Some of the most closely watched of the transition teams for President-elect Barack Obama include economics and international trade, national security and the energy and natural resources group.
While the advisers on economics and international trade are top heavy with economists and market experts, a few lawyers did make it into the group. The teams have been asked to make policy and budget recommendations to the new administration.
James E. Johnson, a litigation partner at Debevoise & Plimpton, will lead a team on the Commodity Futures Trading Commission review. He specializes in white-collar criminal defense, internal investigations and corporate compliance.
Johnson previously served as under secretary of the Treasury for Enforcement from 1998 to 2000 and as assistant secretary of the Treasury for Enforcement from 1996 to 1998. He was a federal prosecutor in the Southern District of New York from 1990 to 1996. He currently chairs the New Jersey Advisory Committee on Police Standards and led Governor Jon Corzine’s Homeland Security transition team.
On the federal Trade Commission Review team is Phil Weiser, a law professor at the University of Colorado School of Law specializing in antitrust policy, innovation policy and Internet policy. Weiser previously served as senior counsel to the assistant attorney general of the Department of Justice’s Antitrust Division. He clerked for U.S. Supreme Court justices Byron R. White and Ruth Bader Ginsburg, as well as for 10th U.S. Circuit Court of Appeals Judge David Ebel.
On the International Trade Commission review team is Peter M. Shane, a law professor at Ohio State University Michael E. Moritz College of Law. Shane’s research focuses on separation of powers law, and on the Internet and the future of democracy. He clerked for Judge Alvin B. Rubin of the 5th Circuit . Shane served as an attorney-adviser in the U.S. Justice Department’s Office of Legal Counsel and in the Office of Management and Budget, before entering full-time teaching in 1981.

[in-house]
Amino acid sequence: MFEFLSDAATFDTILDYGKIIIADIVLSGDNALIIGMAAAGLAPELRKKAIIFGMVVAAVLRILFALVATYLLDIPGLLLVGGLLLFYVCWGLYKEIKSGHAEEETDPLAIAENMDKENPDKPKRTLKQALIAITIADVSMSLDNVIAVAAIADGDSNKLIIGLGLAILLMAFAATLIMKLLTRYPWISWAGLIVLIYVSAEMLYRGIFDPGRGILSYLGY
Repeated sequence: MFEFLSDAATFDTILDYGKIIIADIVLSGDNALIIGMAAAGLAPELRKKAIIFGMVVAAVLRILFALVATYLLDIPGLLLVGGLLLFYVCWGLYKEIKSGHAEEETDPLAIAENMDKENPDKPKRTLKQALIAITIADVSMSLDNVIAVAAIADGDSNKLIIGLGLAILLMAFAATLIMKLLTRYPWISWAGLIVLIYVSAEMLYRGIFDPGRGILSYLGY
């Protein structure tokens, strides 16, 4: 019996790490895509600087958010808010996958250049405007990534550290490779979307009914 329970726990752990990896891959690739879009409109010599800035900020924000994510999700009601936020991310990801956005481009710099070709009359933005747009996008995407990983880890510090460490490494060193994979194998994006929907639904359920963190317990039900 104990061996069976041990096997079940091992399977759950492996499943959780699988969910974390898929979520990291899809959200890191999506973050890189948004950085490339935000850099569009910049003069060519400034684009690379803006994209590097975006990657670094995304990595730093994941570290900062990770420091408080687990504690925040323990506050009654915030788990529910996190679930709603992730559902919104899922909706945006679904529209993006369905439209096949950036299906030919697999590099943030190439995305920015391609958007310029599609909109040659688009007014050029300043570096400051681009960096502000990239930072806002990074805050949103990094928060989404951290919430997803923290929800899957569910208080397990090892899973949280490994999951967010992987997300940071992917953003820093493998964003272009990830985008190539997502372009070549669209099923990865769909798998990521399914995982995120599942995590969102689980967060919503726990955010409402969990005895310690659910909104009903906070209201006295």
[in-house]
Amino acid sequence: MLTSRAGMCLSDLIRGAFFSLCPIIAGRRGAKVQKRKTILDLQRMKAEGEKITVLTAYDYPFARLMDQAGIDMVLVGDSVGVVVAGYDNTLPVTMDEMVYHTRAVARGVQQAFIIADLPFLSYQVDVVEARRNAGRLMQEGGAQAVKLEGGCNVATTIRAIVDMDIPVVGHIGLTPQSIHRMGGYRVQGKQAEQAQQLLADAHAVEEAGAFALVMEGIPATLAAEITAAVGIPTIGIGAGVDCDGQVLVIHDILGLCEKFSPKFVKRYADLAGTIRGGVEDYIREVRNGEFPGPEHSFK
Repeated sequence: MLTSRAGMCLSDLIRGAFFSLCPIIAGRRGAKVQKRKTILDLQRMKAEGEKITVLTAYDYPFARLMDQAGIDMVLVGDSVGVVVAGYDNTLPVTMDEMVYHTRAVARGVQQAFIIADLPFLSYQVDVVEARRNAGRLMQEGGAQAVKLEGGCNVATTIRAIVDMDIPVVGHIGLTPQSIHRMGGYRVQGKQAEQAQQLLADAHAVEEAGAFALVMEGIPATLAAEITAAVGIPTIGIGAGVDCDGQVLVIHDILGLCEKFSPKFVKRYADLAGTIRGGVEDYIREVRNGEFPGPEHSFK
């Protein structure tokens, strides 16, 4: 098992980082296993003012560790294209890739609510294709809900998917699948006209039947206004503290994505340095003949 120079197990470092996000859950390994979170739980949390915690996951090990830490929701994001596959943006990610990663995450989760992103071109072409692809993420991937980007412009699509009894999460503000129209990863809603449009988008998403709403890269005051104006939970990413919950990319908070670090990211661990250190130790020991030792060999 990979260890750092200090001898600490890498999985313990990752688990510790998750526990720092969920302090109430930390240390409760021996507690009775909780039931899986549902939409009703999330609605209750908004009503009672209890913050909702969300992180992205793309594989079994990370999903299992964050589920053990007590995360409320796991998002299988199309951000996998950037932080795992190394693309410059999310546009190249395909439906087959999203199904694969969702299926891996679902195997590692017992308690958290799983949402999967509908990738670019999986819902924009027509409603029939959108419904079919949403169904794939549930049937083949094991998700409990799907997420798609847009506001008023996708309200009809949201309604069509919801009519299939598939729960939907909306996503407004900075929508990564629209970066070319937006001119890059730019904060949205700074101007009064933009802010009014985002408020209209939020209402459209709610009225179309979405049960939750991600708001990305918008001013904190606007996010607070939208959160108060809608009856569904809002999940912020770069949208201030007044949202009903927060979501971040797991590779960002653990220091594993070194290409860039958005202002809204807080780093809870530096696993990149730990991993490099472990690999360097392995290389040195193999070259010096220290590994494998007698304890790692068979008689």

The Small Business Administration team will include Ginger Lew, currently chief executive officer of the Czech Slovak American Enterprise Fund. Lew has served as deputy administrator and chief operating officer of the Small Business Administration (SBA), as the general counsel at the Department of Commerce and as the deputy assistant secretary of state for East Asia under the Carter Administration.
In 2006, Lew founded the Association of Asian American Investment Managers, the first national trade association for Asian-American investment professionals.
Gary Gensler, though not a lawyer, acted as senior adviser to Senator Paul Sarbanes, on the Sarbanes-Oxley Act and will serve on the U.S. Securities and Exchange Commission review for the Obama Administration. He spent 18 years at Goldman Sachs as a partner and co-head of finance.
On the World Bank review team, George Munoz is both an attorney and certified public accountant. He specializes in international business and financial advice concerning emerging markets. Munoz served as the president and chief executive officer of Overseas Private Investment Corp. from 1997 to 2001 and as the assistant secretary and chief financial officer of the U.S. Treasury from 1993 to 97.